This sermon owes a lot of inspiration to a lecture by Barbara Brown Taylor called “Learning to Walk in the Dark” that I heard her deliver at the Festival of Homiletics in May 2013. Her reflections are now in a book by the same name, and you can watch a version of the lecture by clicking here. I know it’s long, but I promise that watching it would make for one of the best hours you’ll enjoy this week.
Text: John 3:1-17
This past January, I had the opportunity to travel to the Holy Land with a number of people from my seminary. And I will confess to you that the thing I was most looking forward to doing there wasn’t praying in the Church of the Holy Sepulchre, or seeing the Shepherd’s Cave in Bethlehem—oh no. It was walking Hezekiah’s Tunnel.
Hezekiah’s Tunnel is in Jerusalem; it was carved out under the reign of—you’ll never guess—King Hezekiah about 700 years before Jesus was born, in advance of an attack from Assyria. It connected the Gihon Spring to the Pool of Siloam which was inside the city of David, securing the city’s water supply in case of a siege. It’s about a third of a mile long, and takes about 15 minutes to walk through.
We entered the mouth of the aqueduct through the ancient City of David, with our pants rolled up as high as they would go, flip-flops duct-taped to our feet, flashlights securely in hand. In order to get into the tunnel, we had to descend down a shaft, and then get through the entrance, where the water almost ended up being higher than I could roll my pant leg! But we got through, and started our trek down the narrow tunnel.
Well, seminary students are an excitable bunch—and one of the members of our group had actually researched the heck out of Hezekiah’s Tunnel and had even done a brief devotion before we started our schlep about that time when Jesus spits on some dirt and makes mud, rubs it on a blind man’s eyes, and tells him to go wash at the Pool of Siloam—where Hezekiah’s Tunnel leads. So this person, a few hundred feet into the tunnel, comes up with the great idea that we all experience what it’s like to be that blind man, and shut off our flashlights.
The darkness in Hezekiah’s Tunnel was so pitch black that it made my eyes ache. If you have been in darkness like this before, perhaps you’ll remember experiencing what I felt: marvel at how quickly I was filled with a sense of not-knowing. I had my hand on the shoulder of the person in front of me, mostly so I couldn’t run into them, and I could hear all my friends around me, but I had no sense of how big or small the tunnel was, or how long it went on for. If it wasn’t for the feel of the water running underfoot, obviously on its way somewhere, it would be all too easy to feel totally lost, totally directionless. That darkness, that not-knowing, was humbling, and a bit frightening, and made me feel very vulnerable.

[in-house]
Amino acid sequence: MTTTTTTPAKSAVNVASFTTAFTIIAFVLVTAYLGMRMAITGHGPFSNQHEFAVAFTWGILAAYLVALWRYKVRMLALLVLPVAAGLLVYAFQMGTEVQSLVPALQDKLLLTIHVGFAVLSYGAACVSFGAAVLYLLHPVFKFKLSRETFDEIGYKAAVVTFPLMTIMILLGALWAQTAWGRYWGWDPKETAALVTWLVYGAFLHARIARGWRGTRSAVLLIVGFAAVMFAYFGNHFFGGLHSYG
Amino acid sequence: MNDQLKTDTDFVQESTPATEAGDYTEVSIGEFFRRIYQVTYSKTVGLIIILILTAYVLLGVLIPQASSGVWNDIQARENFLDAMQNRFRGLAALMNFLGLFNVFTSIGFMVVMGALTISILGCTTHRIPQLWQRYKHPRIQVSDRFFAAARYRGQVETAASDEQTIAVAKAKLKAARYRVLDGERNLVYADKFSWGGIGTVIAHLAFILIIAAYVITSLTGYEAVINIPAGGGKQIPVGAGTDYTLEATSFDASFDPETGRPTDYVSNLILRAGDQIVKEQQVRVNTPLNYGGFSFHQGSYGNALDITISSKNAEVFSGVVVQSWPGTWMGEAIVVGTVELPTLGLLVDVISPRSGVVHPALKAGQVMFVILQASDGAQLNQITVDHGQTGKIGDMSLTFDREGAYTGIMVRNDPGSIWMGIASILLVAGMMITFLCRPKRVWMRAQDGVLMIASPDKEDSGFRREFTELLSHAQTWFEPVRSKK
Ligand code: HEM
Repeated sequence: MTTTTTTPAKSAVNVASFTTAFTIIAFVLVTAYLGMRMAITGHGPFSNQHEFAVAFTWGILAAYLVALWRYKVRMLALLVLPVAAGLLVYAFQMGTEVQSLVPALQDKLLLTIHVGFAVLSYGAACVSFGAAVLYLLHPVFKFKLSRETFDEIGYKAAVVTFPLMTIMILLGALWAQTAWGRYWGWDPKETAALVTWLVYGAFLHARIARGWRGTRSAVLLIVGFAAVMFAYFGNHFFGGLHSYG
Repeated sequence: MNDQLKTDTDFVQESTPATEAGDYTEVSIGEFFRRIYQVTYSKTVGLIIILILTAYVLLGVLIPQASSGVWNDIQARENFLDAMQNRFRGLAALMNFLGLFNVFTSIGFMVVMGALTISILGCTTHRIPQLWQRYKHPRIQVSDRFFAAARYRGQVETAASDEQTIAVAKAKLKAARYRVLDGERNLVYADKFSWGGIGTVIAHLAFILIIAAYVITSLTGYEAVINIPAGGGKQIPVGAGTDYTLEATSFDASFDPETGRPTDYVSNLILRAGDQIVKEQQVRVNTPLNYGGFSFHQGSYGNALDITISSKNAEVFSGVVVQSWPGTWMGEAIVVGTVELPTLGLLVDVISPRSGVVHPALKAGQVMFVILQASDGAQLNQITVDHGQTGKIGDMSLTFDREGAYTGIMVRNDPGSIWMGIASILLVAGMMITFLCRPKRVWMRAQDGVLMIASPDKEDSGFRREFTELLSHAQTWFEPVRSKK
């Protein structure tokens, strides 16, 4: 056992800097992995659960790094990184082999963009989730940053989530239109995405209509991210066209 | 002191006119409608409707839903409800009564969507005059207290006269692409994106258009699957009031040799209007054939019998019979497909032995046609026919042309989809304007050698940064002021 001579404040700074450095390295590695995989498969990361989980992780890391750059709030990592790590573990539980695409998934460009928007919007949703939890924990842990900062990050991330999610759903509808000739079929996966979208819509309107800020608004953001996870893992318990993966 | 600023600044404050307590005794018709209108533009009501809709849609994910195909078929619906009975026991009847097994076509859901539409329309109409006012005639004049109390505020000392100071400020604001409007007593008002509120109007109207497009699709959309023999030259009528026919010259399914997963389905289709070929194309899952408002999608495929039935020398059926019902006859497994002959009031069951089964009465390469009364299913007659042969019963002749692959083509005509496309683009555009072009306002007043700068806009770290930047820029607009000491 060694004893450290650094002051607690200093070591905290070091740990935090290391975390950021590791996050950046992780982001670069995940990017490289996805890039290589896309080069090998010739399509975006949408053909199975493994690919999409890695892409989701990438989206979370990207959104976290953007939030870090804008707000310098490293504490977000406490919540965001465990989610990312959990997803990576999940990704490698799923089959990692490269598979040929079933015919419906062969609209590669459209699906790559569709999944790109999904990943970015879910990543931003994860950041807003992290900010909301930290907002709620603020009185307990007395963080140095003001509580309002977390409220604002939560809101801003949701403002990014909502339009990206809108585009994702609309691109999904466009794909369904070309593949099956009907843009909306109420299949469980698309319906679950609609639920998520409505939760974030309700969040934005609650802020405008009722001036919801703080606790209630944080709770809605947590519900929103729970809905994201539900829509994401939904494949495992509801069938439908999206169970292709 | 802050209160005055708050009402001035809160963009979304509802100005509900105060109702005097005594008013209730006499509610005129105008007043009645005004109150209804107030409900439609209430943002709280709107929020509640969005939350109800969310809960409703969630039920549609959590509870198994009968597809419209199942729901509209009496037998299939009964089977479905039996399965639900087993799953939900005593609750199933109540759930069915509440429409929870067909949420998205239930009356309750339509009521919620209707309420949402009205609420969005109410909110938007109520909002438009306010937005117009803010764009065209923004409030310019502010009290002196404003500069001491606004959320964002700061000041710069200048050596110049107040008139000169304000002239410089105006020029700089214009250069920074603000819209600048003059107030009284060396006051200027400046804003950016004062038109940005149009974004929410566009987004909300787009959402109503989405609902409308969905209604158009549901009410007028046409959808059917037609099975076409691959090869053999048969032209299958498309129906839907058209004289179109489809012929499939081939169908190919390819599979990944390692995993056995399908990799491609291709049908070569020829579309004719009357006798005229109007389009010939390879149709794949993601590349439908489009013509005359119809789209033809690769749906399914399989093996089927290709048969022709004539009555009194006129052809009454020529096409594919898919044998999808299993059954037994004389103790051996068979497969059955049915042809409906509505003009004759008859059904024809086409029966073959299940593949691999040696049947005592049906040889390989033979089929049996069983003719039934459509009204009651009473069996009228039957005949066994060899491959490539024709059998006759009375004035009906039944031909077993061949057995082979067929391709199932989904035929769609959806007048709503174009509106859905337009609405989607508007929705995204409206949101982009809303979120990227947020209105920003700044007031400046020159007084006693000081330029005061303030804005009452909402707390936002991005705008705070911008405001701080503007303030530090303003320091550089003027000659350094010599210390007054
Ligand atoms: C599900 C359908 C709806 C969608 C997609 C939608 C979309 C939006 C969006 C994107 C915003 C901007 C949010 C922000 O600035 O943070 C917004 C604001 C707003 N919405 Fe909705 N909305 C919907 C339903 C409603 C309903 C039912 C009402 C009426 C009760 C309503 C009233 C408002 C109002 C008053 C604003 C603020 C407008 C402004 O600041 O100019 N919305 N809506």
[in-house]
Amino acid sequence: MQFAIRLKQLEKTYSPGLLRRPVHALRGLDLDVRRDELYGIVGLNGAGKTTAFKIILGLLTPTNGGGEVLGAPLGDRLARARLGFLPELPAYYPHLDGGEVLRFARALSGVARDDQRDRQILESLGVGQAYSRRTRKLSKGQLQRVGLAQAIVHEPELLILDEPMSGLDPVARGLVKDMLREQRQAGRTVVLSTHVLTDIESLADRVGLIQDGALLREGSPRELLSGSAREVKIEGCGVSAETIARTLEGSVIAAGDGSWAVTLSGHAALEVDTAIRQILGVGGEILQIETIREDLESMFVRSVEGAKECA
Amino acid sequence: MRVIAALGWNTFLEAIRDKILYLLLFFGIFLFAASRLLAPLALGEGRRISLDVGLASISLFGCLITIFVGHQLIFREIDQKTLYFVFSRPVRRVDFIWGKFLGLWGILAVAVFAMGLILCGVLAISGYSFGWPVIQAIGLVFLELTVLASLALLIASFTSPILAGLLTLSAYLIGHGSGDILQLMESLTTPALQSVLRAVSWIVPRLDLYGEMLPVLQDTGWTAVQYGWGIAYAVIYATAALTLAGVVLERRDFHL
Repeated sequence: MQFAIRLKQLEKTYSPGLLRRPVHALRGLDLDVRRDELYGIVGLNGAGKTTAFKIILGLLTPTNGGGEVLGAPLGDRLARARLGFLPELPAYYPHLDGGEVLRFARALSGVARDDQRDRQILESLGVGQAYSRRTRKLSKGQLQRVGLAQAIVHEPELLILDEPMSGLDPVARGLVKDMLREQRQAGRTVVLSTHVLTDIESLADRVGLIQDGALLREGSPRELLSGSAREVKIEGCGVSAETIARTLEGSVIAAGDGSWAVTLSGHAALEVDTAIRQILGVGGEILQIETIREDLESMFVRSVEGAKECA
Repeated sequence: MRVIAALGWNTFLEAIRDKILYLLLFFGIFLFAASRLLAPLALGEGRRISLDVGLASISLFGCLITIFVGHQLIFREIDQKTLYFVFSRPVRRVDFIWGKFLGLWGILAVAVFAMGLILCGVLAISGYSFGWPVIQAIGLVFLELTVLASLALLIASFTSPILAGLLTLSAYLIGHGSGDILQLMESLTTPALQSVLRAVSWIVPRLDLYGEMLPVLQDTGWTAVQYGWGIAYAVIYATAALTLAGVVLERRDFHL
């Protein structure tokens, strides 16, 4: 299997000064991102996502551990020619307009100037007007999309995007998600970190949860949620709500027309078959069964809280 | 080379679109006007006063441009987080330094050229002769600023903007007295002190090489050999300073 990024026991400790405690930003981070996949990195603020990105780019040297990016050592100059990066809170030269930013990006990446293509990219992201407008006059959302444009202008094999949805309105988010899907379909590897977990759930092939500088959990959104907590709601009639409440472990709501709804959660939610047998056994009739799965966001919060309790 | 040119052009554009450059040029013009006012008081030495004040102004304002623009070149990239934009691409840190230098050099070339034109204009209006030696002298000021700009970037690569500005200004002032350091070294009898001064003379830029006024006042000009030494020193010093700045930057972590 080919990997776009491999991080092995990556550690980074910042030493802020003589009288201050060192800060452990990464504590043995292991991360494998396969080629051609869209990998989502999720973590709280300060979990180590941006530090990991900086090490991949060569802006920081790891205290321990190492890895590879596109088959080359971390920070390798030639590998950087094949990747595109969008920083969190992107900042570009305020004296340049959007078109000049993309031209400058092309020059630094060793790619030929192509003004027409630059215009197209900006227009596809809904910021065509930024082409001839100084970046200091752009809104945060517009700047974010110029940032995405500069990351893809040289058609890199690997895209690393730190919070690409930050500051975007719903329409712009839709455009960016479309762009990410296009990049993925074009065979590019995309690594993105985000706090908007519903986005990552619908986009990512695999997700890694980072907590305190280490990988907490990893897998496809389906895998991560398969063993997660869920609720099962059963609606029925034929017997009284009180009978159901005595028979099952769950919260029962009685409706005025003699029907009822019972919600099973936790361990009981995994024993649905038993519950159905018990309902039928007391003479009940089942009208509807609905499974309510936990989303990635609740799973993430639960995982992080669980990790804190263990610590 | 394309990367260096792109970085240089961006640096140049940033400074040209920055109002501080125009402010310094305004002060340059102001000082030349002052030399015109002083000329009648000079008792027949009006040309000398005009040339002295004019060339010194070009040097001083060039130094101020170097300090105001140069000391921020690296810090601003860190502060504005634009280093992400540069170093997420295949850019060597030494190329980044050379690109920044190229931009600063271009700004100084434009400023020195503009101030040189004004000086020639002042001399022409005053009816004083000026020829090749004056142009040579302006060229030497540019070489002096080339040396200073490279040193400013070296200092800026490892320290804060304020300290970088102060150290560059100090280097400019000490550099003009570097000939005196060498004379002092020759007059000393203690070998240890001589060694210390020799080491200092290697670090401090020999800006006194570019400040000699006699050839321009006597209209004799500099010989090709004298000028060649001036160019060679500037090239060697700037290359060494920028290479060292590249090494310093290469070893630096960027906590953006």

I thought, “No wonder Christianity often speaks so negatively of darkness.” You know what I mean: “O God, deliver us from the darkness of sin and death.” “Lay aside the works of darkness.” “You have been called out of darkness into marvelous light.” “God is light, and in God there is no darkness at all.”
The light-darkness division in our language of faith is mirrored when we talk about the spirit and the flesh, about heaven and earth, about sacred and profane. We neatly divide our experience of the world in half, and it’s clear to everyone which half is closer to God. Often we tie our success as spiritual or religious people to how unrelentingly we can cling to light, life, spirit, heaven, waiting for the time when all that other stuff will finally crumble to dust.
But as nice as it is to have things so simple, so cut and dried, there is a problem, and the problem is that God is boundary-challenged. There is certainly good reason to use the powerful imagery of light as a metaphor to describe God, but problems arise when we use light as a metaphor to contain God.
Because, as many of you who have walked in darkness can attest, God doesn’t just turn up in the burning bush, the breaking dawn, the pillar of fire. God also shows up in the stillness, in the silence, in the darkness. God speaks in the middle of the night when you’re trying to sleep at least as often as God speaks from mountaintops in the clear light of day.
And while everyone walking a spiritual path may long for enlightenment, it is a truth too seldom acknowledged that sometimes, what we really need is to be endarkened.
This is the case for Nicodemus—the Pharisee who comes to Jesus in the dead of night. Commentators throughout the years have suggested reasons why Nicodemus might have chosen nighttime to visit Jesus—reasons ranging from wanting to avoid the trouble that the other Pharisees might heap upon him for consorting with a rabble-rouser like Jesus of Nazareth, to just wanting to have a nice, long, uninterrupted conversation with a great rabbi.